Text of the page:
WEEK FOUR: Day Five and WEEK FIVE: Day One
Beginnings of the American Literary Tradition:
Characteristics of American Literature during the Seventeenth Century
Purposes of Early American Writing
Unit Essential Question:
How did the earliest American writers view America?
How did the earliest American writers view the settler's difficulties in surviving a new land?
Essential Skill or Concept:
Students will discuss how Anne Bradstreet's poems deal with two important Puritan themes - domestic life and God.
Students will define diction and relate plain and ornate to the poetry of Anne Bradstreet and Edward Taylor.
Students will define and point out examples of iambic couplet and conceit.
Students will write interpretations of "Upon the Burning of Our House" and "Huswifery."
A. With the teacher, students will read and discuss the following poems by Anne Bradstreet: "To My Dear and Loving Husband" (page 26) and "Upon the Burning of Our House, July 10th, 1666 (page 27 - 28).
B. The teacher will guide a discussion of "Upon the Burning" with annotations of the writer's technique and historical context.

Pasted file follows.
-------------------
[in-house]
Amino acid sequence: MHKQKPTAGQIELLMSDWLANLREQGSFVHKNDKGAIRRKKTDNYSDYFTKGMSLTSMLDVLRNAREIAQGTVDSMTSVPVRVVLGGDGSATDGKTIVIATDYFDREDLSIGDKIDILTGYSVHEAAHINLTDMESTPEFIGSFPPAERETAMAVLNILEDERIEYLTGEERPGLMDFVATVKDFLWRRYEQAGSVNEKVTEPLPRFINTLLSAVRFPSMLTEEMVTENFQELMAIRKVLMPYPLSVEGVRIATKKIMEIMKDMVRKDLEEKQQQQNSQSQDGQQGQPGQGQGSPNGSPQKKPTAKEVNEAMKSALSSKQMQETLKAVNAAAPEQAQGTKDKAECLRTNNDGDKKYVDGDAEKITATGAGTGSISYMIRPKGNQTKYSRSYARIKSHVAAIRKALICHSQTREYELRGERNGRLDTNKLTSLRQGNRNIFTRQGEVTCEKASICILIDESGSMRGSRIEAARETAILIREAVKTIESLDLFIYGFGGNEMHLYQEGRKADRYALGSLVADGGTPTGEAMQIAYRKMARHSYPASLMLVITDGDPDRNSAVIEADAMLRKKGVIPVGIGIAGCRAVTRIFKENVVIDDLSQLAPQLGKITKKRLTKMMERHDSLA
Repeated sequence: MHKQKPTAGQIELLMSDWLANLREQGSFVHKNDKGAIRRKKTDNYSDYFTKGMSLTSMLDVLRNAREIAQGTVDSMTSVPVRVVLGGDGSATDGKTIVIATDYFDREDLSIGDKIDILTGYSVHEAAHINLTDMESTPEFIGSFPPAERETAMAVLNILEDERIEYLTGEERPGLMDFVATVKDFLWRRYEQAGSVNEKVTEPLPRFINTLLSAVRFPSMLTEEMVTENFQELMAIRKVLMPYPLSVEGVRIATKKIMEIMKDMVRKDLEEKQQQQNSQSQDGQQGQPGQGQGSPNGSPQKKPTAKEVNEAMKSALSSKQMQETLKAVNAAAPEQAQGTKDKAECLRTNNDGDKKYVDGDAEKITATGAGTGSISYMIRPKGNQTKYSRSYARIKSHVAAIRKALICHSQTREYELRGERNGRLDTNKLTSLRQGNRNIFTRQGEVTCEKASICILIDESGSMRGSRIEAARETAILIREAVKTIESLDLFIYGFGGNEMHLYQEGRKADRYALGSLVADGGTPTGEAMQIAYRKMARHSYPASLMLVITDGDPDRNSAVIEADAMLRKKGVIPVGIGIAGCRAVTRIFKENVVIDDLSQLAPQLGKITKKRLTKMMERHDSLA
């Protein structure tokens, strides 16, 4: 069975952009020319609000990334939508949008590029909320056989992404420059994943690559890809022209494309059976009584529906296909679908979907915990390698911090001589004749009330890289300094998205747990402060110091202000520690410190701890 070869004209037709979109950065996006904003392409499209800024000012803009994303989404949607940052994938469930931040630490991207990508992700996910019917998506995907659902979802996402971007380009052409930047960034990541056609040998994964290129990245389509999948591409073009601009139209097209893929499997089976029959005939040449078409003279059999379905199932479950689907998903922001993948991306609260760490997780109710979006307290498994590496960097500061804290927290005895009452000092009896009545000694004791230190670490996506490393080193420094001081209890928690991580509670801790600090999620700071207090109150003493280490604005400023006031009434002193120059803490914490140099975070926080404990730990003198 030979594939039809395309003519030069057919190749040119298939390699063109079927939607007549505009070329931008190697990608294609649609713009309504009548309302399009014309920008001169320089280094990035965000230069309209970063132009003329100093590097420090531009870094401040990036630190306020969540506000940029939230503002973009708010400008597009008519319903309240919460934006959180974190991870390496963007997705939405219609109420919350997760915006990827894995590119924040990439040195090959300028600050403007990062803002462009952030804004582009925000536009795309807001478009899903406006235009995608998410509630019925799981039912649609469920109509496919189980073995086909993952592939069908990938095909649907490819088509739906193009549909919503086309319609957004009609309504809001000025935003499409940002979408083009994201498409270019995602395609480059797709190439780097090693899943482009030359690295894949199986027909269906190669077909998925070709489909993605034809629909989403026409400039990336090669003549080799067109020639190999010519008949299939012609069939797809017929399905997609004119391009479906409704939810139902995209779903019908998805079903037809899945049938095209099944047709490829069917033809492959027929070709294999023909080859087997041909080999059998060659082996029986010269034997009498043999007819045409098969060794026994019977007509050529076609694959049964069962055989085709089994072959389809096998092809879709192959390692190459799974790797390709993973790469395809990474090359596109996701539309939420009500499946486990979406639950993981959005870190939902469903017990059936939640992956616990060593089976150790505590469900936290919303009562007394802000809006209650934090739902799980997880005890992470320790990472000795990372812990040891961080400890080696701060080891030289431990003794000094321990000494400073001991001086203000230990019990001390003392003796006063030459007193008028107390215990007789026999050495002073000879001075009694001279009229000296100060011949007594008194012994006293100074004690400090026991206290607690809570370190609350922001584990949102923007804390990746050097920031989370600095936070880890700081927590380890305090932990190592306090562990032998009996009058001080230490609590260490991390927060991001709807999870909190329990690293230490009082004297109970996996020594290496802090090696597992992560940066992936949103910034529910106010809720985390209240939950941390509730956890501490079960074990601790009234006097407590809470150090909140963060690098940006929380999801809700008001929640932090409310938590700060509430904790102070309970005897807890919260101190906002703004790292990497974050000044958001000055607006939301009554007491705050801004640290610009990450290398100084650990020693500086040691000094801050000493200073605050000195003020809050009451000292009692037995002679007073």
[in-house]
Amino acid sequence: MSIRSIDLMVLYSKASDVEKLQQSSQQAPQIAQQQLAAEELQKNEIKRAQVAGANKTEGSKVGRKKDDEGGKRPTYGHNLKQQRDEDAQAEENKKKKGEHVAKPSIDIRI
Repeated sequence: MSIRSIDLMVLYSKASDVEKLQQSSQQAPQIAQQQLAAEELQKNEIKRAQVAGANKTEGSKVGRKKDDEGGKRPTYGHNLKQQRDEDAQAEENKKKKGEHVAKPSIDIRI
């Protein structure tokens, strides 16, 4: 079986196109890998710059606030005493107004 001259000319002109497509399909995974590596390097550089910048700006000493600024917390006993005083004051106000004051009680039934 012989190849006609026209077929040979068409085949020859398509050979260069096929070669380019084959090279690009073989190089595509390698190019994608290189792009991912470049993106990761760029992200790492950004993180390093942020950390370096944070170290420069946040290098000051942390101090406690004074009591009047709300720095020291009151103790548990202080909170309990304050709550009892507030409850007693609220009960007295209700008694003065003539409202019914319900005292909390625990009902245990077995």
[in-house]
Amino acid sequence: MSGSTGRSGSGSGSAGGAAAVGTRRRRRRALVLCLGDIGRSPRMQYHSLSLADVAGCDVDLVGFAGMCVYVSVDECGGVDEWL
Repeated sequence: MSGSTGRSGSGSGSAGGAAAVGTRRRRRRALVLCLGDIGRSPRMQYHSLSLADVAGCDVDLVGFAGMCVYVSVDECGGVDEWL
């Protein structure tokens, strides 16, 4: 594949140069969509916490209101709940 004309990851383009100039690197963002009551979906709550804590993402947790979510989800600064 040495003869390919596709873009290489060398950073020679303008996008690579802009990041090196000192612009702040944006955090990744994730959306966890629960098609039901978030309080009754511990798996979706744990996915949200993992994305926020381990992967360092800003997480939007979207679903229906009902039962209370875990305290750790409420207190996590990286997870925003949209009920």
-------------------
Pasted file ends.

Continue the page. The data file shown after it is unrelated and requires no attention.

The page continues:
C. Students will read pages 30, 32 – 33, including “Huswifery” and “Commentary.” [“Commentary” shows how annotation of a poem can be used to develop an analytical essay.] Students will complete #1 and #2 under “For Study and Discussion.”
D. Having studied the annotation process in “Commentary,” students will annotate the following poem for purpose, summary, writer's technique (i.e., lyric, couplets, images) and historical context (i.e., plain or ornate style, Puritan influences).
In memory of my dear grand-child Anne Bradstreet.
Who deceased June 20. 1669. being three years and seven Moneths old.
by Anne Bradstreet
With troubled heart & trembling hand I write, 1
The Heavens have chang'd to sorrow my delight.
How oft with disappointment have I met,
When I on fading things my hopes have set?
Experience might 'fore this have made me wise, 5
To value things according to their price:
Was ever stable joy yet found below?
Or perfect bliss without mixture of woe.
I knew she was but as a withering flour,
That's here to day, perhaps gone in an hour; 10
Like as a bubble, or the brittle glass,
Or like a shadow turning as it was.
More fool then I to look on that was lent,
As if mine own, when thus impermanent.
Farewel dear child, thou ne're shall come to me, 15
But yet a while, and I shall go to thee;
Mean time my throbbing heart's chear'd up with this
Thou with thy Savior art in endless bliss.
Original Source: The Works of Anne Bradstreet in Prose and Verse. Edited by John Harvard Ellis. (Charlestown: A. E. Cutter, 1867)